Is there something unique about CA (other than automobile worship) that means HSR over a distance similar to Madrid-Seville, with the same time benefit vs. cars as that route (2:30 for HSR, 5-6 hrs driving), and shorter flight times will fail when that similar route is pretty much booked solid in Spain?

One possible drawback is that once you arrive downtown, both Madrid and Seville are easy to navigate without a car, whereas LA ...

dhogaza said...

HIs claims about HSR are also simply lies, i.e. "slowest bullet train in the world", even his reworked "one of the slowest" is wrong. Across Spain, at least, HSR is built out pretty much the same way as the CA proposal, i.e. they run at high speed through the empty parts of the country but thus far the huge investments that would allow them to avoid slowing down to commuter rail speeds within the urban/suburban sprawl zone around cities such as Madrid hasn't really been done.

Still, you get a 2x advantage over driving, arrive downtown rather than a 25-50€ taxi ride (or lengthy subway ride) downtown from Barajas (the airport), have much more comfortable seating, much less security hassle etc than airline travel.

The link provided in the OP points out one thing that surprisingly I've not seen elsewhere (though I noticed it immediatley) - seating in the 7 ft tube looks horribly uncomfortable, one is semi-reclined in a narrow, cramped space.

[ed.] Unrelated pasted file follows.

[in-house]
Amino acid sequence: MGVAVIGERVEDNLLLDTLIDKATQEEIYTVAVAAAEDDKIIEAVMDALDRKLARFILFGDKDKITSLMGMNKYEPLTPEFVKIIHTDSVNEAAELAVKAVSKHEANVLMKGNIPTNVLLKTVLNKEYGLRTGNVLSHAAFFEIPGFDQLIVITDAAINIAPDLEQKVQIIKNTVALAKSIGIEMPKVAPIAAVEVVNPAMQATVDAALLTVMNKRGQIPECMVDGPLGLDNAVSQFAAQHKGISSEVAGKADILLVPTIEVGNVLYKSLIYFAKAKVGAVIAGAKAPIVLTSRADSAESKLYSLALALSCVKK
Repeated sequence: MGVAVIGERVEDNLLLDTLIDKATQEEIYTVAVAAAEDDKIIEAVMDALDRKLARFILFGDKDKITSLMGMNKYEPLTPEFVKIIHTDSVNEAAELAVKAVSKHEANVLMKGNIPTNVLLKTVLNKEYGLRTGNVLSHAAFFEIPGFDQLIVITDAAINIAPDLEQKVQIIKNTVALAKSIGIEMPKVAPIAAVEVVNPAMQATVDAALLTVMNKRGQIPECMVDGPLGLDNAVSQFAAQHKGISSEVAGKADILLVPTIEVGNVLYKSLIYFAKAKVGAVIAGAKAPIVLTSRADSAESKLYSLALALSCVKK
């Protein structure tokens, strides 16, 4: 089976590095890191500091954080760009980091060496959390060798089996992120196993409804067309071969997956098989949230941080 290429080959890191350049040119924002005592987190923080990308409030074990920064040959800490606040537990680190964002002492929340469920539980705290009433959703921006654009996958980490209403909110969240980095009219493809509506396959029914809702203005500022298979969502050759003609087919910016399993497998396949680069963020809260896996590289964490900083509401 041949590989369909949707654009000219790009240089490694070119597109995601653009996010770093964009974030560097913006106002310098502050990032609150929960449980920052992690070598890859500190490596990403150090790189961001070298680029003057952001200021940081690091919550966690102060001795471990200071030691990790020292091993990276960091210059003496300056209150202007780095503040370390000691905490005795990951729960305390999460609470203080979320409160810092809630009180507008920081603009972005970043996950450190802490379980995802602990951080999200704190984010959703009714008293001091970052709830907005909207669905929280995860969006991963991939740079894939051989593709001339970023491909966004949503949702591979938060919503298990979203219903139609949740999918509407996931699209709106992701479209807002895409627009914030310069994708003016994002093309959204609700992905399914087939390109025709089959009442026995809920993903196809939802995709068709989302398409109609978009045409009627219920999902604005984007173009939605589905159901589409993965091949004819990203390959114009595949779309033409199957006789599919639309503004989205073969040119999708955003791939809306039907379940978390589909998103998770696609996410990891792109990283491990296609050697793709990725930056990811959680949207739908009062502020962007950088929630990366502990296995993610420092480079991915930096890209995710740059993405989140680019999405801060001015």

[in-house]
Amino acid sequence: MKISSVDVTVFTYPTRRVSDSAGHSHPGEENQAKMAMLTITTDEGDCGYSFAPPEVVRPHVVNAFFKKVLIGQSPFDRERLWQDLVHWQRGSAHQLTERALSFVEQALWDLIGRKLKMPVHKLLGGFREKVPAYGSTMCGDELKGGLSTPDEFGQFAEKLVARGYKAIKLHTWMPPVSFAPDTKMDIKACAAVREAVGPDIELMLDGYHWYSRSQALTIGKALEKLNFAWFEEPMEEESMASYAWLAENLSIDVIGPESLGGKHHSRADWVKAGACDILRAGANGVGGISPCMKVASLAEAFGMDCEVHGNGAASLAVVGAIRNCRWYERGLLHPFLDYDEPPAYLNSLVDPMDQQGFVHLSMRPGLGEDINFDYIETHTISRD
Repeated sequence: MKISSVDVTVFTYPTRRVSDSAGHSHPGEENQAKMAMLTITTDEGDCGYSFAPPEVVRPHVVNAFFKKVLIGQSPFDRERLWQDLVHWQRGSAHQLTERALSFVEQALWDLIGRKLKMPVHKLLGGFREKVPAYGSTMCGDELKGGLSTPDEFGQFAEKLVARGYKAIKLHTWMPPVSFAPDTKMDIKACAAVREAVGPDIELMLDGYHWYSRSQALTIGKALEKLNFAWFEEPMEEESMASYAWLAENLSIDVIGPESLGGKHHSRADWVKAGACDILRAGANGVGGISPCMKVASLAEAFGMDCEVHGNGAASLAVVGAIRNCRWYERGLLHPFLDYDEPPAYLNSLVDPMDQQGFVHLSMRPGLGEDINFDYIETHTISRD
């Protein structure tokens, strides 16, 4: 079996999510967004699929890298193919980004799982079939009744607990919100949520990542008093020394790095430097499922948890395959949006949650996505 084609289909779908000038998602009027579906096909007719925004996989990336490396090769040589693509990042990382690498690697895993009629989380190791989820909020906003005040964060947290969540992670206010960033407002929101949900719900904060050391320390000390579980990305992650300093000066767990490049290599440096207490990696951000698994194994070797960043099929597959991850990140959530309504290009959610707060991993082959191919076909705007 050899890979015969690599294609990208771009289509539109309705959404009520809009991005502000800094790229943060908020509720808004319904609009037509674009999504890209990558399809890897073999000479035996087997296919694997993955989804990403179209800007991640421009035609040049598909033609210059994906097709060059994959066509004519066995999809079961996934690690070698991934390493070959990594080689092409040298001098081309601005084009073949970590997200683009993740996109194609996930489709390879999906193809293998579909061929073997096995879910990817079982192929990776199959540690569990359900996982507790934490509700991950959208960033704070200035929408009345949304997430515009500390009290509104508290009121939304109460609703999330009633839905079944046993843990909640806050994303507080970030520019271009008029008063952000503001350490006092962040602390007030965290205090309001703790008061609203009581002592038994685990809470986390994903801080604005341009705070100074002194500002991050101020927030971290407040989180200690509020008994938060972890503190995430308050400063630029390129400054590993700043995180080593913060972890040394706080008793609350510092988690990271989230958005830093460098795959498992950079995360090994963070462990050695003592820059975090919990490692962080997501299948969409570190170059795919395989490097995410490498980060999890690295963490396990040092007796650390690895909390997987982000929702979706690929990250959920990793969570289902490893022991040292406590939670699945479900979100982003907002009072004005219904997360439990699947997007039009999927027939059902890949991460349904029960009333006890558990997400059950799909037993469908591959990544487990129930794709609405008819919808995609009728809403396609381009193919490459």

I wouldn't be surprised if he's underestimated the costs of R&D + construction + deployment by two orders of magnitude, either.

Fixed Carbon said...

Hyperloop in the straight line then Rapid Ultrilight Rail for the local stuff. The latter might be betaed in Davis http://davisvanguard.org/index.php?option=com_content&view=article&id=7548:new-transportation-options-a-paradigm-shift&catid=88:environment&Itemid=205

Steve Bloom said...

California HSR is all about facilitating more sprawl in the Central Valley.

Anonymous said...

Canman says,

While airplanes use a lot of fuel, they are otherwise resource thrifty. All you need are planes and airports. There's very little infrastructure maintenance.

According to UCS, buses appear to be just as "green" as rail and run on existing infrastructure that you have to have anyway.

http://www.ucsusa.org/assets/documents/clean_vehicles/vaca_trav_carbon_guide.pdf

Anonymous said...

"autonomous driving might not be able to go 200 mph, but the cars could pod up together on a dedicated or separated highway lane and drive well over 100 mph."

As safely as high speed rail?

The issue is not whether one can drive "well over 100 mph", but whether one can do it safely -- and as safely as high speed rail.